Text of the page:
When Bob Bowker’s daughter, MacKenzie, asked for ideas on where to ride her bicycle in Maine this spring, he had an easy answer. Bowker, founder of the popular Maine Lighthouse Ride, suggested she try the southern portion of the 100-mile lighthouse route, where coastal views abound.
The expansive views of the Atlantic Ocean and rocky beaches in the Kennebunks delighted MacKenzie Bowker, a jewelry maker and bike tour guide.
“I’m trying to ride local,” MacKenzie Bowker said. “I wanted something along the water. It’s nice to have those views. (My boyfriend and I) took a couple of different roads just because they went closer to the water. There was slightly less traffic than normal. So we were able to cruise around and not have to worry about out-of-staters.”
Bowker is not alone in seeking out new bicycle routes at this time. Bike paths have been busy and crowded during the pandemic, so many cyclists are looking for other options, bike advocates say.
“I see a lot of riders out riding by themselves now,” said Victor Langelo, ride director for the Merrymeeting Wheelers Bicycle Club. “The group rides are not taking place, because it’s not socially responsible right now. But there are a lot of bikes on the roads.”
Resources are plentiful for cyclists wanting to explore new roadways. The Maine Department of Transportation has an online directory of 33 scenic bicycling routes across the state, with maps and cue sheets. Other bike routes and maps for scenic road loops are offered by clubs and touring companies.
The Merrymeeting Wheelers Bicycle Club in the Midcoast has 40 road routes listed on its website. While the 220-member club has paid memberships that gives riders access to their group rides and social events – they also want to get more people out cycling, Langelo said.
Some of the more popular road routes in southern and central Maine include the Bunganuc Road loop in Brunswick – a favorite of Langelo’s. It leaves from the Brunswick town green and heads out Harpswell Road before turning onto Middle Bay Road, where it winds along quiet, rural roads near the coast. It ends up on Bunganuc before heading back toward the downtown – but through the zigzag coastal section the ride takes in views of rocky Maquoit Bay. A map of the 16-mile loop can be found here.
A popular ride closer to Portland is the out-and-back route following Route 88 in Falmouth to Gilman Road and out to Cousins Islands in Yarmouth. Some sections of the Falmouth road lack a shoulder, but the hilly route rises to sweeping scenes of Casco Bay. And while the ride over the Cousins Island bridge has no shoulder – that view is all ocean. Round trip it’s 20 miles.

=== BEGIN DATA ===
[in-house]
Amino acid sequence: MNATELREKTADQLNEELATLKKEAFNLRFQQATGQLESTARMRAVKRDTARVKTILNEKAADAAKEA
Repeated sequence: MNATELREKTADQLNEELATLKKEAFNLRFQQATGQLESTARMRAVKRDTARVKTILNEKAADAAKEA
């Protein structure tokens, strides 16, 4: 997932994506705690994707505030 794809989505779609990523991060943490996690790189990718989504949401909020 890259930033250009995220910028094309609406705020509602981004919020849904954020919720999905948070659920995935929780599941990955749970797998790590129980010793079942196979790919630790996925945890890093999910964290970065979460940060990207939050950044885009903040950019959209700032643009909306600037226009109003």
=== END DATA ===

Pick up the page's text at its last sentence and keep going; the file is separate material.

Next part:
Quieter roads full of farms and a fishing villages can be enjoyed further down the coast on the southern-most section of the Maine Lighthouse Ride (the one Bob Bowker favors). Take Ocean Avenue in Kennebunkport to where it becomes Shore Road and follow it to Wildes District Road, then turn right. This quiet, rolling byway leads to Route 9 in Cape Porpoise and from there on to Goose Rocks Beach at the Clock Farm corner. After that detour at Dykes Road, which takes in salt marshes and seabirds, head north on Route 9 a few miles to Fortunes Rocks Road, and follow it to Biddeford Pool and out around the peninsula. This last stretch is full of beaches, ocean views and pounding surf – and just as good on the return ride. The entire out-and-back route is 30 miles, and found here.
Of course, the Prouts Neck ride in Scarborough down Black Point Road is arguably the most popular road ride in southern Maine. Ride to the Neck and back, then take Route 77 to Higgins Beach and onto Two Lights Road before returning. That gets you a solid 30 miles.
Cyclists should take caution while navigating roads with traffic. Maine DOT reported that in the 10 years from 2009 to 2018 there were 16 bicycle-related fatalities.
“I would never assume any rider is safe. Anytime there is traffic, there is the opportunity for conflict with a pedestrian or bike,” said Patrick Adams, the department’s bicycle and pedestrian coordinator.
That in part may explain why some bike advocates hope that the pandemic could spark a more bike-centric culture in Maine. Motor vehicle traffic has decreased significantly with more people working from home and many businesses closed.
Nationally – even globally – municipalities are considering closing streets to help businesses and restaurants expand seating or allow for social-distancing lines outside, said Jim Tasse, the assistant director at the Bicycle Coalition of Maine.
The open-street movement – which refers to city streets being closed to vehicle traffic – already has taken hold in Glasgow, Scotland, Cologne, Germany; and in the United States in Denver, Philadelphia, New Orleans and Minneapolis, to name just a few. Here in Maine, the Rockland City Council discussed closing part of Main Street as a way to help businesses and restaurants maintain social distancing among customers.
Tasse said if even one Maine community closed some streets to provide for social distancing – it could offer a view into how much the public might enjoy bike and pedestrian-friendly promenades.
“Everyone is sort of enjoying walking outdoors and not feeling they are in a motorized jungle. How do we make this more permanent? There’s been a lot of chatter about this nationally,” Tasse said. “What I love about the notion is that we can use public streets for a function besides a thoroughfare for motor vehicles.”